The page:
There are countless technical mistakes an accountant can make, depending upon the kind of service that is being rendered. The tax code is notoriously complicated. An accountant may falter by missing opportunities to save taxes, by choosing options in the tax code that seem beneficial but are likely to produce adverse tax consequences, or by subjecting the client to audits or serious penalties due to aggressive behavior.
Wholly apart from tax issues, accountants are often relied upon by businesses to oversee their financial operations and to advise them on ways to avoid inefficiencies and embezzlement. The responsibilities that accountants have to do anything more than to accurately report in the financial statements and tax records the actual financial affairs of the company depends entirely on their contract with the business. This contract is generally set out in what is known as an engagement letter. Although the accountant and the client may agree on any level of service they choose, an accountant provides three different levels of service to a business
- Compilation- A compilation only requires that the accountant take data provided by the client and generate financial statements and/or tax returns. An accountant providing compilation services is generally not expected to be reviewing internal procedures, checking original books of entry against the data to make sure that it matches, and is not required to take into receipts, invoices, and individual checks to make sure that what is being put into the books is genuine.
- Review- The accountant looks at the entries from which the information being given to him or her was initially generated and makes sure that things balance and are providing accurate information to the accountant.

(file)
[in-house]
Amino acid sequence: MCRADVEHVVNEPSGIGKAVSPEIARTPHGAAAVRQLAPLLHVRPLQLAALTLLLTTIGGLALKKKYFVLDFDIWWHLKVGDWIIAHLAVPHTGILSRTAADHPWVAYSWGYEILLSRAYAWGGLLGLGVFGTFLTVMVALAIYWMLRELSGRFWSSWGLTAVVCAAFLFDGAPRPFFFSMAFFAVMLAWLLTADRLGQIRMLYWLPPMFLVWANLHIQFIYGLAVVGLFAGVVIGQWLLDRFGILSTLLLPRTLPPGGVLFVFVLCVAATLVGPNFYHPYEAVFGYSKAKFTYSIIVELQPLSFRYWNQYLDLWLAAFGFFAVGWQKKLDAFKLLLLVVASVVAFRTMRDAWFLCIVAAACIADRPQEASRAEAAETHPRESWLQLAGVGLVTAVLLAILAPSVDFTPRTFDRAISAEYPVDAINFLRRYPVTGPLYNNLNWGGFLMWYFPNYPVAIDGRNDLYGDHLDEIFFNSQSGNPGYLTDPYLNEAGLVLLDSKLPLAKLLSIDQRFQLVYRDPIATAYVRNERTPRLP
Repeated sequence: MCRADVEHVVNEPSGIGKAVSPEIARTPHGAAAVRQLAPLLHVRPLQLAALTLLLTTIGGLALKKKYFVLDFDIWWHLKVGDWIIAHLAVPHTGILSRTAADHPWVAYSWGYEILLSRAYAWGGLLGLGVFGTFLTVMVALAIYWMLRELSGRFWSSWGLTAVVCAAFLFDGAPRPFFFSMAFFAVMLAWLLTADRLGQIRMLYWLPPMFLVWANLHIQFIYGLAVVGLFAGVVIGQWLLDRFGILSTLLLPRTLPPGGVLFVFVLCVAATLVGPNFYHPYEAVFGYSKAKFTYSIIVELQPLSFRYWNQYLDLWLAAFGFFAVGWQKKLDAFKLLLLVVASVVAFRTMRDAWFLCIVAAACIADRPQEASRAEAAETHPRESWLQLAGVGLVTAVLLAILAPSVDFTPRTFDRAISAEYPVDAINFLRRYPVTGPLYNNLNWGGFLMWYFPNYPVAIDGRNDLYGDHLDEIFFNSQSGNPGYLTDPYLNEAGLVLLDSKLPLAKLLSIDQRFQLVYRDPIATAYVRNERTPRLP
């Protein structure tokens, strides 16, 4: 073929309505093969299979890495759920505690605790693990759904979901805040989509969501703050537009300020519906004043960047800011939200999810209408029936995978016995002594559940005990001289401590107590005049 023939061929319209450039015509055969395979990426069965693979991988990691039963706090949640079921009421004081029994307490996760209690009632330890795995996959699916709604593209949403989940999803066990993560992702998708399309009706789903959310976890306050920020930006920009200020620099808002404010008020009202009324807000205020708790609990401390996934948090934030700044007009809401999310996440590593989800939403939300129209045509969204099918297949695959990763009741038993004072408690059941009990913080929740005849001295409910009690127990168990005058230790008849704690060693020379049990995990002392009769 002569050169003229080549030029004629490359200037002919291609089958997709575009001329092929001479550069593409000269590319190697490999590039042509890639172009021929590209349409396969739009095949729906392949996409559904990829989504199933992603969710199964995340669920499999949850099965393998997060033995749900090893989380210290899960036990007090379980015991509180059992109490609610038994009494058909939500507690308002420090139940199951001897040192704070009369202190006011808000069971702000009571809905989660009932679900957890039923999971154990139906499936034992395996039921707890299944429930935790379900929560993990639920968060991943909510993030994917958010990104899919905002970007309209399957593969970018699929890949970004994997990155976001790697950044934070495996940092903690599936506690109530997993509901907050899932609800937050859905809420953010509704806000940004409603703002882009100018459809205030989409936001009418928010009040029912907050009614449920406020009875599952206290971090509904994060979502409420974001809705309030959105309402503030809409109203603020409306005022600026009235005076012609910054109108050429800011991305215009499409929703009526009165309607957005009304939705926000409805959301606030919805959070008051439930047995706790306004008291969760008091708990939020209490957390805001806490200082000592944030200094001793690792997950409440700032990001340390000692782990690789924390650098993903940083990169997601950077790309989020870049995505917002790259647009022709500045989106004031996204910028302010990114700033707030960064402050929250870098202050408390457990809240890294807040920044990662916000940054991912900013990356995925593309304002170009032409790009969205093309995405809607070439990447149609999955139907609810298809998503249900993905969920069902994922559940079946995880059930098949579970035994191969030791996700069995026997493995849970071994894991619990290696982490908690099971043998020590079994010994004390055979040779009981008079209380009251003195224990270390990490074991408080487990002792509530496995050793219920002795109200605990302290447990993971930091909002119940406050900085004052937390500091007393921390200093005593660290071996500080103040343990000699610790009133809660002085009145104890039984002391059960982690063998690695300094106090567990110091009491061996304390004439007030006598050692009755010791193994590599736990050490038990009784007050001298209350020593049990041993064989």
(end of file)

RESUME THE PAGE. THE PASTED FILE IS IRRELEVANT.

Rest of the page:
- Audit- In a compilation and a review, the accountant is not required to audit the books and records by checking original invoices, canceled checks, actual inventory, actual payroll or other records which could demonstrate that the books do not accurately reflect what is happening in the business.
A recurring problem in business are employees who figure out how to dishonestly get money out of the business. There are many ways in which this is accomplished, and they may include:
- A dishonest bookkeeper may generate dummy invoices from individuals or companies that have never actually rendered services or sold goods to the company. The invoices are then “paid” with checks that are taken by the bookkeeper and turned over to an accomplice from the company that never rendered goods or services.
- A person in control of the accounts receivable may steal checks coming into the business, deposit them into an account that has been set up in the same or nearly identical name as the business, and destroy all records of the account receivable so it will never show up that it was paid with a check the company never deposited in its own account.
When these or any other schemes are ultimately uncovered, the question is almost always asked: “Shouldn’t my accountant have caught this? Why didn’t my accountant set up systems to prevent this sort of thing from happening?”
The answer often lies in the engagement letter. An accountant who performs regular audits is surely required to be advising the client on what are known as “internal controls.” For example, all accountants know that the person with authority to sign checks should never be the one reconciling the bank statements, because it is too easy to bury a phony transaction when the bank statement comes in.
In one case handled by this law firm, the bookkeeper was getting the bank statement and only showing it to the owner after the balance amounts have been altered to show that all the money that was supposed to be there was in fact in place. Only when the account was empty and checks began to bounce did the owner retrieve original bank statements from the bank and find out that money had been disappearing for many months. If the owner had had a simple rule that only he could open bank statements (or had them delivered to his home rather than the business) the scheme would never have worked. But if the account is only hired to do a compilation and is not contracted to provide advice to the business on internal controls, a claim against the accountant will probably fail.